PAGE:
I know that this may sound like a dream come true. But we (my husband and I) have NEVER had to deal with diaper rash.
And our son is 2 years old.
How can that be, you ask?
Well, let me give you a little hint my great grandmother gave me when she found out that we were having a baby.
Sounds crazy, I know.
I was perplexed at first, too!
But, hear me out.
The oil creates a natural barrier on the skin, and prevents moisture from seeping though and irritating your tiny baby’s bottom.
When your little one is done bathing (or after a much needed diaper change), slather some EVOO all over their bum and “front”. Costco’s brand happens to be my personal favorite – cheap and great quality.
Sure, they’re going to smell like a salad.
No one wants their poor little guy or girl to suffer through a diaper rash.
And other things that claim to prevent, or help, diaper rash are filled with chemicals and other yucky things that we don’t want on us; nonetheless our children!
Baby powder is one of those things that people have been using forever.
However, in recent research, it was found that it was possibly linked to cancer!
According the the American Cancer Society (2018), talcum powder – a main ingredient found in baby powder – is used to absorb moisture and help with causing less friction.
Talcum powder is made of talc; a mineral made from magnesium, silicon, and oxygen. These may sound like innocent elements, but together they create asbestos; this asbestos can form in talc naturally.
Asbestos has been linked to cancers such as lung cancer (when inhaled frequently/for long periods of time), or ovarian cancer (for females who have used it on their genitals).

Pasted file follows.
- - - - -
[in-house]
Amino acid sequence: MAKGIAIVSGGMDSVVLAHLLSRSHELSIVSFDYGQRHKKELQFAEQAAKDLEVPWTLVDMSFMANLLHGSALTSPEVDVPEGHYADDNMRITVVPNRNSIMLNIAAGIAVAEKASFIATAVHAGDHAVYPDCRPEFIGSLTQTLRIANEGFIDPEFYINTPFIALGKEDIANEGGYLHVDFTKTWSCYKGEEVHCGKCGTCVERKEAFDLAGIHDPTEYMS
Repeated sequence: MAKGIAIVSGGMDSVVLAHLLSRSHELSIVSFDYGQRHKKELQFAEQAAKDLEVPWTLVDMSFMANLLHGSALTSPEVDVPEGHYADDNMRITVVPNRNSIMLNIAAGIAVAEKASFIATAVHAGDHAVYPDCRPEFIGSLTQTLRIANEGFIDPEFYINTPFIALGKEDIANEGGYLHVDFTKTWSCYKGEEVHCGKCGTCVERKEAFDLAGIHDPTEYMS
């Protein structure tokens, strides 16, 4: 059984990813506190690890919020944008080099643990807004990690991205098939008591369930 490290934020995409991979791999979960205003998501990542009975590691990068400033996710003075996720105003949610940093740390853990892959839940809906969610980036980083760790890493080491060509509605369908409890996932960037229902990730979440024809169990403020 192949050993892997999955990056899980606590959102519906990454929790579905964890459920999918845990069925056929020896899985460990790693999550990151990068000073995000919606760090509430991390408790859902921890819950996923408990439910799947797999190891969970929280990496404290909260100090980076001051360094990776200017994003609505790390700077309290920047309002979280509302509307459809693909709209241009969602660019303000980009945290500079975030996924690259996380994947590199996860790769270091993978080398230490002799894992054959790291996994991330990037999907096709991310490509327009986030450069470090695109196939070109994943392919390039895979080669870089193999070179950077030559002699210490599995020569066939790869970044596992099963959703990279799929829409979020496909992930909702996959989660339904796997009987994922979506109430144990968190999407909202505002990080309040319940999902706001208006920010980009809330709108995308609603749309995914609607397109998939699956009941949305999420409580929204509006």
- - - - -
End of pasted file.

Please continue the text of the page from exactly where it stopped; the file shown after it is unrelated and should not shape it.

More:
In lab studies, it was found that asbestos-free talc had mixed results in lab animals – mixed results meaning that some animals developed tumors, and some did not.
There has also been human studies as well, where they have researched cancer rates among those who have used baby powder, how often, where, etc.
In terms of ovarian cancer, many studies found both an increased risk if talcum powder was used, and no increased risk at all. Research for the link between talc and ovarian cancer is still being done.
The same goes for lung cancer. Some studies have reported an increased risk, others have not.
With all this being said, there is not for sure way to make sure that the talcum powder we are using on ourselves, or our children, is safe. The verdict is still out on this one.
But really, do we want to risk this for our little ones?
Do you have any tips for preventing diaper rash? Let me know in the comments, or send a DM on Instagram!
(2018, December 4). Talcum Powder and Cancer. Retrieved December 12, 2018, from https://www.cancer.org/cancer/cancer-causes/talcum-powder-and-cancer.html#written_by